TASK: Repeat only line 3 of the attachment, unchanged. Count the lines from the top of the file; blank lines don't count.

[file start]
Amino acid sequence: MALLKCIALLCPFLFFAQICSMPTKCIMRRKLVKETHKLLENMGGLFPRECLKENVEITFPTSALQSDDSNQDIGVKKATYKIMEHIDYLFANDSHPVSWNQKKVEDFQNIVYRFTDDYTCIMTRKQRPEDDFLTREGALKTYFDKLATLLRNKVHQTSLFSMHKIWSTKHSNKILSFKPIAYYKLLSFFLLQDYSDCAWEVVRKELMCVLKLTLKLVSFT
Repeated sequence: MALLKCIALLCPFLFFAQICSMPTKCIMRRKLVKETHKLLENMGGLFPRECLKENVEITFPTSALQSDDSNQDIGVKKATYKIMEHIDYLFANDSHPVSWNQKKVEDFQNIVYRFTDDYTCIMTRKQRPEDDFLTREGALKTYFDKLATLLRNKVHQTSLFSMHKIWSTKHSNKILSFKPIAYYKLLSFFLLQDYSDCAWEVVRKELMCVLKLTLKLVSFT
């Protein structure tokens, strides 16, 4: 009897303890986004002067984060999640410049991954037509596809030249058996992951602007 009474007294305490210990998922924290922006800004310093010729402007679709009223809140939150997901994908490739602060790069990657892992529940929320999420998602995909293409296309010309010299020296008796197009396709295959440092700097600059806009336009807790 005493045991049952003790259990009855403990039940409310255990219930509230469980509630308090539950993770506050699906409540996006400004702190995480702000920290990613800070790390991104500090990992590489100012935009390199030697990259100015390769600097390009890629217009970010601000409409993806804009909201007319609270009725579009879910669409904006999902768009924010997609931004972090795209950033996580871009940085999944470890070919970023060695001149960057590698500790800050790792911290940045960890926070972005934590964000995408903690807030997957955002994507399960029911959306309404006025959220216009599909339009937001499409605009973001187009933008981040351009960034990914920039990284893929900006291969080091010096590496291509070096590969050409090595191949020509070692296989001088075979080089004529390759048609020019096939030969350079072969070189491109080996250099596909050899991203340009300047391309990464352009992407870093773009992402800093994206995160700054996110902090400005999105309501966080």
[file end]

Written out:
């Protein structure tokens, strides 16, 4: 009897303890986004002067984060999640410049991954037509596809030249058996992951602007 009474007294305490210990998922924290922006800004310093010729402007679709009223809140939150997901994908490739602060790069990657892992529940929320999420998602995909293409296309010309010299020296008796197009396709295959440092700097600059806009336009807790 005493045991049952003790259990009855403990039940409310255990219930509230469980509630308090539950993770506050699906409540996006400004702190995480702000920290990613800070790390991104500090990992590489100012935009390199030697990259100015390769600097390009890629217009970010601000409409993806804009909201007319609270009725579009879910669409904006999902768009924010997609931004972090795209950033996580871009940085999944470890070919970023060695001149960057590698500790800050790792911290940045960890926070972005934590964000995408903690807030997957955002994507399960029911959306309404006025959220216009599909339009937001499409605009973001187009933008981040351009960034990914920039990284893929900006291969080091010096590496291509070096590969050409090595191949020509070692296989001088075979080089004529390759048609020019096939030969350079072969070189491109080996250099596909050899991203340009300047391309990464352009992407870093773009992402800093994206995160700054996110902090400005999105309501966080």